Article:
How Large was the Treatment Effect? is determined by looking at the measure of the effect being studied – what variables are being studied? Risk measures such as relative risk, absolute risk, odds ratio, relative risk reduction, and number-needed-to-treat (NNT) are presented.
How Precise was the Treatment Effect? is determined by assessing the confidence interval — how close is it to the probable true population value? and does it contain the line of no difference?
What Subquestions Help Determine, Are the Research Results Important?
In these questions and subquestions, you will be looking at the results for the variables studied and make a determination of whether these results are (a) important – by looking at the magnitude and precision of the result; (b) statistically significant – by looking at the p values and confidence intervals (CIs); and (c) clinically significant – by deciding whether the result is important enough to change practice (regardless of whether the result was statistically significant or not).
Was the Result Important?
- How large was the intervention effect? (What was the magnitude of the effect?) Depending on the type of study, we are looking at how big was the effect? How much difference did the intervention make between the groups? Means, standard deviations, and effect sizes are reported for group differences. Outcomes are reported as relative risks, absolute risks, odds, odds ratios, and risk reductions/risk increases or benefit increases. You’ll have to make a decision as to whether the effects were clinically significant or not (even if not statistically significant).
- How precise was the estimate of the intervention effect? Precision is estimated using the CIs. The point estimate is the study result and is an estimate of the true risk of a population based on the sample of patients in the study. The point estimate may be reported with a 90%, 95%, or 99% CI. Once you see the range of the interval, then you have to make a decision as to whether the CI is wide or narrow. The narrower the CI, the more precise the results because we can be 90%/95%/99% confident that the point estimate is a reflection of the actual population value.
For example, a relative risk of 3.3 with a 95% CI of 2.2-4.1 is very narrow and therefore very precise. A relative risk of 3.3 with a 95% CI of 0.2-14.1 is wide and therefore not very precise. The most common reason for a wide CI is a small sample size.
Was the Result (the Point Estimate) Statistically and Clinically Significant?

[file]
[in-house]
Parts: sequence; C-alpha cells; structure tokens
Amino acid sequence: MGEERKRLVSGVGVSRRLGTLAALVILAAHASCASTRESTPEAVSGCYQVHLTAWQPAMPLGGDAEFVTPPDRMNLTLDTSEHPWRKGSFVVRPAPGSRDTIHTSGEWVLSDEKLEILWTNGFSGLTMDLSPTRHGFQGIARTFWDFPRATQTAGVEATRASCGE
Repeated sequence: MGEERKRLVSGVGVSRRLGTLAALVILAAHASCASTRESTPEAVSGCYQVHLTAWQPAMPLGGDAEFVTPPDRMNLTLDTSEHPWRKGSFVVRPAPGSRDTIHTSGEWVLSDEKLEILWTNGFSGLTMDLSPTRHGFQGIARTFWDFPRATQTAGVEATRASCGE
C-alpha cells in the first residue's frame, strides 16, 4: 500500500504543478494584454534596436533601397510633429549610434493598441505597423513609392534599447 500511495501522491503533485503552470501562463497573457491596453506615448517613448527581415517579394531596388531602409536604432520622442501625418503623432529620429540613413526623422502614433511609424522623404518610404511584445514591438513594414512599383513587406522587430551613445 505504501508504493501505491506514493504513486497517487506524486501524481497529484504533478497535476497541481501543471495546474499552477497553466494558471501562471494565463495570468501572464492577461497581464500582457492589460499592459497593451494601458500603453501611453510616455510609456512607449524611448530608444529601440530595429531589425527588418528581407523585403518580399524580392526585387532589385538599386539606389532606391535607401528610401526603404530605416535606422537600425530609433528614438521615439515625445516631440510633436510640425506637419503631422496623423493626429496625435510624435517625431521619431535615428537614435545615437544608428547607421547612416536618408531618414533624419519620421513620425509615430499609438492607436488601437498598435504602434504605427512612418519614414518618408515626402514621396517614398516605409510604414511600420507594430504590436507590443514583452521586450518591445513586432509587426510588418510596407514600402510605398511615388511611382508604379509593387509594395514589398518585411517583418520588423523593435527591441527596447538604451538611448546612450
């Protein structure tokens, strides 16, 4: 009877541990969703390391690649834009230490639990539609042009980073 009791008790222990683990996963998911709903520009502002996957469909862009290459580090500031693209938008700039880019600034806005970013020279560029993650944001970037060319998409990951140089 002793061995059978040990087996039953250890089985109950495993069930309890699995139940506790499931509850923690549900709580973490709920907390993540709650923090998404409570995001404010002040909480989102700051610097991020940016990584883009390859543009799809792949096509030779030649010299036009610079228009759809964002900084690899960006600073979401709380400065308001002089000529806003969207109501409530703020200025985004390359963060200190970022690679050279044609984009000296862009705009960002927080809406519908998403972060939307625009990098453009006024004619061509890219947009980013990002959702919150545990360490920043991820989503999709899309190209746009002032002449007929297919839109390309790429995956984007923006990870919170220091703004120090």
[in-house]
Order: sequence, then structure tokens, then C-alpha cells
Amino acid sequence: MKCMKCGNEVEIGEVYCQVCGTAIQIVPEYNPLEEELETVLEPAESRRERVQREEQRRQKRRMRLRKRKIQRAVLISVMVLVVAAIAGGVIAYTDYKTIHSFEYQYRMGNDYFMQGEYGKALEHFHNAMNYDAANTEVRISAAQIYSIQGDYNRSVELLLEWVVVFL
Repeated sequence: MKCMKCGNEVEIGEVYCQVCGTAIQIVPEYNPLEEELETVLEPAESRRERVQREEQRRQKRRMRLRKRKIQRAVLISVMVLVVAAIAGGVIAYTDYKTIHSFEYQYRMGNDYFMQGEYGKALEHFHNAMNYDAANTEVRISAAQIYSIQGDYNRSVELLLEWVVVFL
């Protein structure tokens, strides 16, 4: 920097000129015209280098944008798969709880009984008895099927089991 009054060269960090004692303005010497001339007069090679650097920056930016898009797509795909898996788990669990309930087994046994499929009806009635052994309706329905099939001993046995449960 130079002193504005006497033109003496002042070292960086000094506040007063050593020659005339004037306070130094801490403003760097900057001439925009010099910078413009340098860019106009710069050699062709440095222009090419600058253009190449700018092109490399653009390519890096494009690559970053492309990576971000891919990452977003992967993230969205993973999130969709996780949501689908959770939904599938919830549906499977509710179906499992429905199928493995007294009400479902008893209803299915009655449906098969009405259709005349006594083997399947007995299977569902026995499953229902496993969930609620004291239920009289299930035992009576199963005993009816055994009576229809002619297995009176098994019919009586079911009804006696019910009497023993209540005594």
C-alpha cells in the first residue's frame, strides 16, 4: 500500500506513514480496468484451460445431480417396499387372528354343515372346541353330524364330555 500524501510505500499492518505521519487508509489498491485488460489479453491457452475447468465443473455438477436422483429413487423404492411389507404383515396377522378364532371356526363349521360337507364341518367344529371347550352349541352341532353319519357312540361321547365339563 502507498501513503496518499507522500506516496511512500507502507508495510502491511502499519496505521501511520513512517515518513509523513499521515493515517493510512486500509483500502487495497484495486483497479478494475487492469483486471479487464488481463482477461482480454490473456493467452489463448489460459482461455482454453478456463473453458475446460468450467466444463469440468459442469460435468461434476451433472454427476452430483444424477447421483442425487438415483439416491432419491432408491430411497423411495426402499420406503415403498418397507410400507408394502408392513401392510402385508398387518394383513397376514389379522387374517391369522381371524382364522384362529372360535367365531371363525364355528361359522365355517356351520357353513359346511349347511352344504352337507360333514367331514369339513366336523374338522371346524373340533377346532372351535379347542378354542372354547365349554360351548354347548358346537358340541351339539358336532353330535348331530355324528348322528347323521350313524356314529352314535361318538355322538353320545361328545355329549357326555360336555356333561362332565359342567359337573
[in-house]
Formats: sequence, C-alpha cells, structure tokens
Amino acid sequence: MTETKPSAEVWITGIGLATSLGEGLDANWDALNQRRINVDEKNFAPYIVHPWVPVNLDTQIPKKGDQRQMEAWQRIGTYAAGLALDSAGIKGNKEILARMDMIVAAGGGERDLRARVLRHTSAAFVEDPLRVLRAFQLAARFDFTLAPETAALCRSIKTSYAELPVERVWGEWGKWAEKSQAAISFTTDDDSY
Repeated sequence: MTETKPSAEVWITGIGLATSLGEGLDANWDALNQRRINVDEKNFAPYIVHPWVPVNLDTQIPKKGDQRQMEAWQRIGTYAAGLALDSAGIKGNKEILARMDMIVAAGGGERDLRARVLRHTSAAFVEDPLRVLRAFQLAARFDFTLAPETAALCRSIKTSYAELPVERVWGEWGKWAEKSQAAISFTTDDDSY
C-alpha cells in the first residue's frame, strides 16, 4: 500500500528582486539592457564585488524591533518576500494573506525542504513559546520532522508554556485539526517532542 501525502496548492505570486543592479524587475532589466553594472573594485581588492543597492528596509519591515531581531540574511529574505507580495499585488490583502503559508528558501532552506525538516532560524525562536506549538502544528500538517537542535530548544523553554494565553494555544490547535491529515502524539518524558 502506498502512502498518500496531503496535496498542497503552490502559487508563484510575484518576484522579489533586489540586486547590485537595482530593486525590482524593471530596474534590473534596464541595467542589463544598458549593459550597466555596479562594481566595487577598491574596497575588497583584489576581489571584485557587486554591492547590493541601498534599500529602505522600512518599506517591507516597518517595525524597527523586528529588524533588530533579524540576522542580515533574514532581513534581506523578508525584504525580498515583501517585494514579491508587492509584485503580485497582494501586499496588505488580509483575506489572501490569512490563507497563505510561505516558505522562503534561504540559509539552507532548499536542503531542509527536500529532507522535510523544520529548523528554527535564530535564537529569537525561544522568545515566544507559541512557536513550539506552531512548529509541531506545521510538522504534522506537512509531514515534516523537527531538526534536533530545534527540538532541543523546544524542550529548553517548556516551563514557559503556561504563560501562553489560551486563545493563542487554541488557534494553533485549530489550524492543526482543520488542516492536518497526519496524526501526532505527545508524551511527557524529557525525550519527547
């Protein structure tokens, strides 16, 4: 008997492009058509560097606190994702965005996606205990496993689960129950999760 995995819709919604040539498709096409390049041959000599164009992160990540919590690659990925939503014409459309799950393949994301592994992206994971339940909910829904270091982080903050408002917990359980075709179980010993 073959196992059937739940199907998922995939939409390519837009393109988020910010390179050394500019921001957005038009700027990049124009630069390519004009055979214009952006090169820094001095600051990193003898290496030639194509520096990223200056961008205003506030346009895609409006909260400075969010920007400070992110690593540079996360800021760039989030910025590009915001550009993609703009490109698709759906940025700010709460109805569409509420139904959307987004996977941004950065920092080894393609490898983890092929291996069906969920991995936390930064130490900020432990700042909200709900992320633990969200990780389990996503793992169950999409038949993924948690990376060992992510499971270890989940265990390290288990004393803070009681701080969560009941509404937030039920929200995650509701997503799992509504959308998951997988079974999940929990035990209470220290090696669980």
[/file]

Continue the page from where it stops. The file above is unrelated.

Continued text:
Statistical significance has to do with the likelihood that a research result is true (i.e., a real effect of the intervention) and not merely a matter of chance.
Clinical significance is a subjective interpretation of a research result as practical or meaningful for the patient and thus likely to affect provider behavior.
Once you have interpreted the magnitude and precision of the research results, you want to determine if the results are statistically significant and likely not due to random chance and if the results will matter to our patients? The answers to these subquestions will help you answer the critical appraisal question: Are the Results Important?
I wrote about both of these topics in detail, so I’ll refer you back to that post where I discuss the differences between these two concepts, how to interpret each, and give you examples.
Bottom line: If the treatment effect is large enough to make a meaningful difference in patient outcomes and the treatment effect is precise, then you can conclude that the study results are important.
Once you are satisfied that the research results are meaningful and important, you can move on to seeing how you can apply the results to your patient or population of interest. Stay tuned — that’s the next post!
How to Cite this Blogpost in APA*:
Thompson, C. J. (2017, November 21). Critical appraisal questions in evidence-based practice: Are the results important? [Blogpost]. Retrieved from https://nursingeducationexpert.com/critical-appraisal-results-important *Citation should have hanging indent
DiCenso, A., & Guyatt, G. (2005). Health care interventions. In A. DiCenso, G. Guyatt, and D. Ciliska (Eds.). Evidence-based nursing: A guide to clinical practice (pp. 48-70). St. Louis: Elsevier Mosby.